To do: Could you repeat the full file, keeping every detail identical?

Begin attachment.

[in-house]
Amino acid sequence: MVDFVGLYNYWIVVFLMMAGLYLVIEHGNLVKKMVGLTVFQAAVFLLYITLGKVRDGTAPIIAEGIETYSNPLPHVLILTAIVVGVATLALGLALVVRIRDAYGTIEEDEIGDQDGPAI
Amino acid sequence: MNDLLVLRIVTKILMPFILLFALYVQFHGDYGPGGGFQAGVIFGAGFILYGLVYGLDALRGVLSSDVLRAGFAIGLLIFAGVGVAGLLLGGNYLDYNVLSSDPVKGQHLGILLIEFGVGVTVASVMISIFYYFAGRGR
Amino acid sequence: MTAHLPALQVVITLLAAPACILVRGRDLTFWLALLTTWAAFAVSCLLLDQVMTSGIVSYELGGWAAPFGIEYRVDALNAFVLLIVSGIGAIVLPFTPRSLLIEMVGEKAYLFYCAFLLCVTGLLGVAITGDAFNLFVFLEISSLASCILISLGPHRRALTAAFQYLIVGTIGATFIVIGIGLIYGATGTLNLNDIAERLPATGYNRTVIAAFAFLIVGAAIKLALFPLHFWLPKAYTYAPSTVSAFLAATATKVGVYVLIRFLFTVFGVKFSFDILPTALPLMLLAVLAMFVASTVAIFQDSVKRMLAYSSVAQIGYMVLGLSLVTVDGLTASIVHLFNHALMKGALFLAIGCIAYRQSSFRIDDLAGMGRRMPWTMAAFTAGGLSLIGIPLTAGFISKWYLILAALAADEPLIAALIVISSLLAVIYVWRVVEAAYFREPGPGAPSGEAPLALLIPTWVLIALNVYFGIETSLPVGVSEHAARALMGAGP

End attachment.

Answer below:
[in-house]
Amino acid sequence: MVDFVGLYNYWIVVFLMMAGLYLVIEHGNLVKKMVGLTVFQAAVFLLYITLGKVRDGTAPIIAEGIETYSNPLPHVLILTAIVVGVATLALGLALVVRIRDAYGTIEEDEIGDQDGPAI
Amino acid sequence: MNDLLVLRIVTKILMPFILLFALYVQFHGDYGPGGGFQAGVIFGAGFILYGLVYGLDALRGVLSSDVLRAGFAIGLLIFAGVGVAGLLLGGNYLDYNVLSSDPVKGQHLGILLIEFGVGVTVASVMISIFYYFAGRGR
Amino acid sequence: MTAHLPALQVVITLLAAPACILVRGRDLTFWLALLTTWAAFAVSCLLLDQVMTSGIVSYELGGWAAPFGIEYRVDALNAFVLLIVSGIGAIVLPFTPRSLLIEMVGEKAYLFYCAFLLCVTGLLGVAITGDAFNLFVFLEISSLASCILISLGPHRRALTAAFQYLIVGTIGATFIVIGIGLIYGATGTLNLNDIAERLPATGYNRTVIAAFAFLIVGAAIKLALFPLHFWLPKAYTYAPSTVSAFLAATATKVGVYVLIRFLFTVFGVKFSFDILPTALPLMLLAVLAMFVASTVAIFQDSVKRMLAYSSVAQIGYMVLGLSLVTVDGLTASIVHLFNHALMKGALFLAIGCIAYRQSSFRIDDLAGMGRRMPWTMAAFTAGGLSLIGIPLTAGFISKWYLILAALAADEPLIAALIVISSLLAVIYVWRVVEAAYFREPGPGAPSGEAPLALLIPTWVLIALNVYFGIETSLPVGVSEHAARALMGAGP